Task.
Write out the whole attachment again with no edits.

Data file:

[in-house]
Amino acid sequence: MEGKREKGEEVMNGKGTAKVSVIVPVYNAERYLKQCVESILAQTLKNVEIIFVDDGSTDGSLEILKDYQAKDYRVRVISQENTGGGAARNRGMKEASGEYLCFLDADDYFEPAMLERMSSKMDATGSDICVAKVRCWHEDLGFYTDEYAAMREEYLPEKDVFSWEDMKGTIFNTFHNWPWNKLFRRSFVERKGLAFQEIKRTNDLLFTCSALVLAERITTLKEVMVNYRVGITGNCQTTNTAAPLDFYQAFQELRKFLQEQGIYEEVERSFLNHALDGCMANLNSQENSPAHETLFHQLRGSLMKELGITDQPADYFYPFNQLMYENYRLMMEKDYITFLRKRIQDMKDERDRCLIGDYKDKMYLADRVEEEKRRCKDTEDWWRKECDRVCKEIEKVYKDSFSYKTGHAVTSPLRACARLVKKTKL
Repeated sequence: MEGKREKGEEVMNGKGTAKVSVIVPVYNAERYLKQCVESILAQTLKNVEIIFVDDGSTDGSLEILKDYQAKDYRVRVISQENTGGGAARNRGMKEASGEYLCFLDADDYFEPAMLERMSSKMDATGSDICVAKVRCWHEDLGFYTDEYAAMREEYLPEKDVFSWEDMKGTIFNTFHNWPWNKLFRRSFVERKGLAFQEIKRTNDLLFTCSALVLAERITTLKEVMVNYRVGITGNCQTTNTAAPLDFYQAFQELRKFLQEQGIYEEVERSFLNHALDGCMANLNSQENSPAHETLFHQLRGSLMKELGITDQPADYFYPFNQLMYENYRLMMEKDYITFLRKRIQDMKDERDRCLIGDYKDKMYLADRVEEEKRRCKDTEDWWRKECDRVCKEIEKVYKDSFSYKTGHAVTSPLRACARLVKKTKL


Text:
[in-house]
Amino acid sequence: MEGKREKGEEVMNGKGTAKVSVIVPVYNAERYLKQCVESILAQTLKNVEIIFVDDGSTDGSLEILKDYQAKDYRVRVISQENTGGGAARNRGMKEASGEYLCFLDADDYFEPAMLERMSSKMDATGSDICVAKVRCWHEDLGFYTDEYAAMREEYLPEKDVFSWEDMKGTIFNTFHNWPWNKLFRRSFVERKGLAFQEIKRTNDLLFTCSALVLAERITTLKEVMVNYRVGITGNCQTTNTAAPLDFYQAFQELRKFLQEQGIYEEVERSFLNHALDGCMANLNSQENSPAHETLFHQLRGSLMKELGITDQPADYFYPFNQLMYENYRLMMEKDYITFLRKRIQDMKDERDRCLIGDYKDKMYLADRVEEEKRRCKDTEDWWRKECDRVCKEIEKVYKDSFSYKTGHAVTSPLRACARLVKKTKL
Repeated sequence: MEGKREKGEEVMNGKGTAKVSVIVPVYNAERYLKQCVESILAQTLKNVEIIFVDDGSTDGSLEILKDYQAKDYRVRVISQENTGGGAARNRGMKEASGEYLCFLDADDYFEPAMLERMSSKMDATGSDICVAKVRCWHEDLGFYTDEYAAMREEYLPEKDVFSWEDMKGTIFNTFHNWPWNKLFRRSFVERKGLAFQEIKRTNDLLFTCSALVLAERITTLKEVMVNYRVGITGNCQTTNTAAPLDFYQAFQELRKFLQEQGIYEEVERSFLNHALDGCMANLNSQENSPAHETLFHQLRGSLMKELGITDQPADYFYPFNQLMYENYRLMMEKDYITFLRKRIQDMKDERDRCLIGDYKDKMYLADRVEEEKRRCKDTEDWWRKECDRVCKEIEKVYKDSFSYKTGHAVTSPLRACARLVKKTKL